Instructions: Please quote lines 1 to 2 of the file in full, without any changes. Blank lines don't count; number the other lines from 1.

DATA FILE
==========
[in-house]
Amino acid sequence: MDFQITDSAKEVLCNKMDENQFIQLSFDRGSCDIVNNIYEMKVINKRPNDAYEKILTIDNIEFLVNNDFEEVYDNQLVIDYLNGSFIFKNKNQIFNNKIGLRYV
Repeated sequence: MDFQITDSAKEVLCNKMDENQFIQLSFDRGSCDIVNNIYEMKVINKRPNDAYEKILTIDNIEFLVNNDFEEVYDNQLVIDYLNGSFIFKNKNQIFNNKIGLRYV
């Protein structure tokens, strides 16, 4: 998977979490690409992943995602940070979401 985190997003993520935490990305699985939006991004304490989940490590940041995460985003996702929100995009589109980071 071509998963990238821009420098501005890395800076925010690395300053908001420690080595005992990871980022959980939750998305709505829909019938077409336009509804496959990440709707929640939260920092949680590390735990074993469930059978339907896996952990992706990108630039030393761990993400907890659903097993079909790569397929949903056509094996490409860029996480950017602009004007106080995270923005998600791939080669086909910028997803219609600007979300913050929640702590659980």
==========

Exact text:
[in-house]
Amino acid sequence: MDFQITDSAKEVLCNKMDENQFIQLSFDRGSCDIVNNIYEMKVINKRPNDAYEKILTIDNIEFLVNNDFEEVYDNQLVIDYLNGSFIFKNKNQIFNNKIGLRYV